Charlotte, N.C. (AP) - The Democratic Party's decision to hold its 2012 national convention in Charlotte is drawing concern from a labor movement that feels under attack.
The party's decision was partly motivated by the desire to win Southern states like North Carolina, which backed President Barack Obama in 2008.
But following efforts by Republicans in Wisconsin and Ohio to end collective bargaining rights for public workers, unions aren't thrilled about the party's national showcase being held in the least union-friendly state in the country.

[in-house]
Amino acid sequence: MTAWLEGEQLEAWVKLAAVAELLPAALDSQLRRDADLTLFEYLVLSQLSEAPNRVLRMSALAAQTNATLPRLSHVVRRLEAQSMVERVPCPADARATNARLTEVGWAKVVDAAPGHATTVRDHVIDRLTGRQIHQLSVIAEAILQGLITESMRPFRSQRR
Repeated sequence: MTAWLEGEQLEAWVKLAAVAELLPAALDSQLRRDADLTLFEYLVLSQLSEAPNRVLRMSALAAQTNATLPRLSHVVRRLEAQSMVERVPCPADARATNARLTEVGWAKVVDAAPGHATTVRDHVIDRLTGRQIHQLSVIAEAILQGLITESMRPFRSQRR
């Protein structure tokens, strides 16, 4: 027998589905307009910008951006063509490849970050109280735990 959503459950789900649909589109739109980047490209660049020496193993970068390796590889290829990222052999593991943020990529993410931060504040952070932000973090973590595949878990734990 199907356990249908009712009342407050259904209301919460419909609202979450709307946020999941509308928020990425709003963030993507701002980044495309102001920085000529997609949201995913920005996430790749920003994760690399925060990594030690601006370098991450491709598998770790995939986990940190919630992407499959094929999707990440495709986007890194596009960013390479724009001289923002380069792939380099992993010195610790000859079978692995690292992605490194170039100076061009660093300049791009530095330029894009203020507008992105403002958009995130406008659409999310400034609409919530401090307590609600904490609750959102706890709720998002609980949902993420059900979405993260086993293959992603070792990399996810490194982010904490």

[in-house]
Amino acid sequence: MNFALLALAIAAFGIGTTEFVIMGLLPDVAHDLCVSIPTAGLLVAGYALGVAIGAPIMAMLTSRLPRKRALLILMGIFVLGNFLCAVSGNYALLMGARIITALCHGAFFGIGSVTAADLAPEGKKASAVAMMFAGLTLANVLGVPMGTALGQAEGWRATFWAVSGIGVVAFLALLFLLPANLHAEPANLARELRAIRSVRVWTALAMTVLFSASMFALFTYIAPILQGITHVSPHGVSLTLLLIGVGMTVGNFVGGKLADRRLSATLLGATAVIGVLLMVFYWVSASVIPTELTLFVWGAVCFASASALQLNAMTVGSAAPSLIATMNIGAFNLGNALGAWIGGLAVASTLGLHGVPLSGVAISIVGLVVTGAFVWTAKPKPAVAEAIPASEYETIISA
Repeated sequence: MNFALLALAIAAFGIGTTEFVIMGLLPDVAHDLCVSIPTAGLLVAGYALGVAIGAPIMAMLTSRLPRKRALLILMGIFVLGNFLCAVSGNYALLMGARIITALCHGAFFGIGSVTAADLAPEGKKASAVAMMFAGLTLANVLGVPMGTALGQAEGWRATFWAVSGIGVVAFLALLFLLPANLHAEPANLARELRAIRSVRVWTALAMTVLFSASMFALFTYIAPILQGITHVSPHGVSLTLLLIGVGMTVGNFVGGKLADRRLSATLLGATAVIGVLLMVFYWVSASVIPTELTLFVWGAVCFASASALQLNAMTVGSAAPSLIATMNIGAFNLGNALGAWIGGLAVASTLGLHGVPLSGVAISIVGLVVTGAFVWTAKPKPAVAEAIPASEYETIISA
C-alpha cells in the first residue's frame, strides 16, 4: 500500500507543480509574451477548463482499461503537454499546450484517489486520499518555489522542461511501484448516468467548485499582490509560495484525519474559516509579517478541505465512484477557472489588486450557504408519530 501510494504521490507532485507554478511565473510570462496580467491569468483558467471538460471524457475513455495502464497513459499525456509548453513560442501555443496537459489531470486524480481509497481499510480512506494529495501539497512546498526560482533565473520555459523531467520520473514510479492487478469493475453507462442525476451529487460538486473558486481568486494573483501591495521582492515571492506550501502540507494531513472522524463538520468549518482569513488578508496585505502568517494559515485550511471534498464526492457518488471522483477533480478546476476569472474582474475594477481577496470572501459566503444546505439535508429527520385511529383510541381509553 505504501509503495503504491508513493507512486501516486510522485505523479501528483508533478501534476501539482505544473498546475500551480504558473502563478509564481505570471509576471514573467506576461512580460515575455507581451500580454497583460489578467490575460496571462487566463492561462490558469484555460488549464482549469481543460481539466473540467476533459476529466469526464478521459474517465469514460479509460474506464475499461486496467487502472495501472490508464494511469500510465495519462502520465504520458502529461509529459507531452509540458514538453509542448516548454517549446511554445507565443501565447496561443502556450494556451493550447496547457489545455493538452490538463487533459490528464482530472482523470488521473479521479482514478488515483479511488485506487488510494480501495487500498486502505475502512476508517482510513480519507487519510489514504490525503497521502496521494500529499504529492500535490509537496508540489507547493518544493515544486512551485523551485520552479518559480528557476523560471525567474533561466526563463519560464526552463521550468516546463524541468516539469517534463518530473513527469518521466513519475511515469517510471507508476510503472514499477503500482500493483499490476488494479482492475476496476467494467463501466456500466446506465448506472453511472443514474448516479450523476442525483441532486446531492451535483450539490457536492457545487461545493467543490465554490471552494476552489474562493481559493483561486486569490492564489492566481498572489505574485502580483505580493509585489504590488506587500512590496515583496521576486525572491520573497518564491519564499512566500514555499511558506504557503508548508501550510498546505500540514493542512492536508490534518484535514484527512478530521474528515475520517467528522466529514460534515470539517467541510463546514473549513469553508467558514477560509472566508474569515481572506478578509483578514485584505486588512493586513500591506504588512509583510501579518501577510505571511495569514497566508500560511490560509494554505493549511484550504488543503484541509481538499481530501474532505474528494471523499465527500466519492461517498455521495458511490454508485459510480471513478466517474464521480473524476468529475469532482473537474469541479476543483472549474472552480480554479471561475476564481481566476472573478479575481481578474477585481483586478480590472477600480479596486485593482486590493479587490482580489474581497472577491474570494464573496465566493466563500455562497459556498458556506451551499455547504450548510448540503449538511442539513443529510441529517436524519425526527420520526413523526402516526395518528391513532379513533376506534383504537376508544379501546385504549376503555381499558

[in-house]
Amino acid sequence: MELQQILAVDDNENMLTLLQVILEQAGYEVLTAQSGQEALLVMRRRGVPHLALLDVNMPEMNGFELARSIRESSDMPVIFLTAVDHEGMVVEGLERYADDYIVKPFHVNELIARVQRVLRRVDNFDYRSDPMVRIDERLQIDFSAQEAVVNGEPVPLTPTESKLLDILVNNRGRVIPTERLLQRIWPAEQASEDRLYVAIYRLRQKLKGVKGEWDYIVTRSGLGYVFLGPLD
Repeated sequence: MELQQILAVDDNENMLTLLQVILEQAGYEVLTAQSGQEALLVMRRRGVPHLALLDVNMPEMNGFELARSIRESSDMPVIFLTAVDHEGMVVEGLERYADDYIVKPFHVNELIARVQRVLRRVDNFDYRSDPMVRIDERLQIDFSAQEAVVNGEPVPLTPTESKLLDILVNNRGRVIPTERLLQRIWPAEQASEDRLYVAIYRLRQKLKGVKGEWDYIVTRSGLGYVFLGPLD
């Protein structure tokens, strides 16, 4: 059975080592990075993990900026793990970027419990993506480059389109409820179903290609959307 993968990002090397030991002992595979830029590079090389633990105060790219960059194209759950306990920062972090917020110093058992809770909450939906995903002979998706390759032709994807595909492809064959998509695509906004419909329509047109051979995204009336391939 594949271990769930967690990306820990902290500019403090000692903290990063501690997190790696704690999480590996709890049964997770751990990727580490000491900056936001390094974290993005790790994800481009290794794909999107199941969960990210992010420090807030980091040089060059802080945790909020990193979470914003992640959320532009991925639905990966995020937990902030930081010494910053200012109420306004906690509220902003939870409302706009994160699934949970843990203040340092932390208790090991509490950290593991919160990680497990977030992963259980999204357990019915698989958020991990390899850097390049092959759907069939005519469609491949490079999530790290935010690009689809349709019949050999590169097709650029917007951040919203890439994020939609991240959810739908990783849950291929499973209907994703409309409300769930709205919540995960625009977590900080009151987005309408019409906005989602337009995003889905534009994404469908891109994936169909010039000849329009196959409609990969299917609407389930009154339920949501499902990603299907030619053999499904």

Roughly 3.2 percent of North Carolina workers belong to unions, the lowest percentage in the nation.
Harris Raynor, an organizer in the South, says unions hope to use the convention as a platform to promote their cause.